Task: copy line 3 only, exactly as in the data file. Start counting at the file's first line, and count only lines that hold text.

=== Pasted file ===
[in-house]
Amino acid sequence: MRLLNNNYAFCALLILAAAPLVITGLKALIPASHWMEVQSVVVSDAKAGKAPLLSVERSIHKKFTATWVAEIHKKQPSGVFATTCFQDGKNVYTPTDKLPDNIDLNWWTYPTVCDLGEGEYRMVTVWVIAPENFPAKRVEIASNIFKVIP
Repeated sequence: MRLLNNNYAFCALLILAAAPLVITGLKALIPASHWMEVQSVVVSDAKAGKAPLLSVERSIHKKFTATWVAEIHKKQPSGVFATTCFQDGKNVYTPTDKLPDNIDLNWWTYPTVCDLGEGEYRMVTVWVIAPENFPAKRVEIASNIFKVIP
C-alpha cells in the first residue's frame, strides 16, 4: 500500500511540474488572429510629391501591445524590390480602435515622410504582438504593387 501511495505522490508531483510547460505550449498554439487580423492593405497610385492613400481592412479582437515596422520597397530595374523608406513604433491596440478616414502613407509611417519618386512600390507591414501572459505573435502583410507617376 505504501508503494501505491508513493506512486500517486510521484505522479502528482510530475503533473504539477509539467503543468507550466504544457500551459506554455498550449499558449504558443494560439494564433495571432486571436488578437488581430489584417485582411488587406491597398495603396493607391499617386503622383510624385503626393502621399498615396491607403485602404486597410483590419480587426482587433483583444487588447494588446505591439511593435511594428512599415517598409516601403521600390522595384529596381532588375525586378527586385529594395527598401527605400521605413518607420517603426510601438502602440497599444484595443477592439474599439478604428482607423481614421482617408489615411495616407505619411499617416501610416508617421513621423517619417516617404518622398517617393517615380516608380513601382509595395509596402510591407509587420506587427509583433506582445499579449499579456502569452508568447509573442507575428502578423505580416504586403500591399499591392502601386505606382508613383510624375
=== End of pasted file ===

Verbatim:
Repeated sequence: MRLLNNNYAFCALLILAAAPLVITGLKALIPASHWMEVQSVVVSDAKAGKAPLLSVERSIHKKFTATWVAEIHKKQPSGVFATTCFQDGKNVYTPTDKLPDNIDLNWWTYPTVCDLGEGEYRMVTVWVIAPENFPAKRVEIASNIFKVIP